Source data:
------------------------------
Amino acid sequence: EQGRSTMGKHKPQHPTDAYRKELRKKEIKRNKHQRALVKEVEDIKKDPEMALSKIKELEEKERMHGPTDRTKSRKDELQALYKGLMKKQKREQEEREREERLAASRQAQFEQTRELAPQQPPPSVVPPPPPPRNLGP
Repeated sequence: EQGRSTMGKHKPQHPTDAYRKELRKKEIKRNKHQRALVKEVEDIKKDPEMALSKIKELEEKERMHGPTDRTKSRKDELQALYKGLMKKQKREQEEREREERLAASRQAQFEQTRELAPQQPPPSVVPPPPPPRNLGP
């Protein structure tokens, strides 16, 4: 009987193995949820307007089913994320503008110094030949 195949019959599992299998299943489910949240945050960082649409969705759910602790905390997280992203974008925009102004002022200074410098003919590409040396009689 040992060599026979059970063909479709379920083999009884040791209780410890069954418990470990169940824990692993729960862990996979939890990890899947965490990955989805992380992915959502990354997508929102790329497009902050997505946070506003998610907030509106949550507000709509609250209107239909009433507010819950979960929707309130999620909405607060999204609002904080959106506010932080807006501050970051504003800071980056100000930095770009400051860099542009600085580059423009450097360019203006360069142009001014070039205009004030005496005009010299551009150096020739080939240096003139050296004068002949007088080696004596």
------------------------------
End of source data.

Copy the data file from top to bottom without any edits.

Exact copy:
Amino acid sequence: EQGRSTMGKHKPQHPTDAYRKELRKKEIKRNKHQRALVKEVEDIKKDPEMALSKIKELEEKERMHGPTDRTKSRKDELQALYKGLMKKQKREQEEREREERLAASRQAQFEQTRELAPQQPPPSVVPPPPPPRNLGP
Repeated sequence: EQGRSTMGKHKPQHPTDAYRKELRKKEIKRNKHQRALVKEVEDIKKDPEMALSKIKELEEKERMHGPTDRTKSRKDELQALYKGLMKKQKREQEEREREERLAASRQAQFEQTRELAPQQPPPSVVPPPPPPRNLGP
């Protein structure tokens, strides 16, 4: 009987193995949820307007089913994320503008110094030949 195949019959599992299998299943489910949240945050960082649409969705759910602790905390997280992203974008925009102004002022200074410098003919590409040396009689 040992060599026979059970063909479709379920083999009884040791209780410890069954418990470990169940824990692993729960862990996979939890990890899947965490990955989805992380992915959502990354997508929102790329497009902050997505946070506003998610907030509106949550507000709509609250209107239909009433507010819950979960929707309130999620909405607060999204609002904080959106506010932080807006501050970051504003800071980056100000930095770009400051860099542009600085580059423009450097360019203006360069142009001014070039205009004030005496005009010299551009150096020739080939240096003139050296004068002949007088080696004596």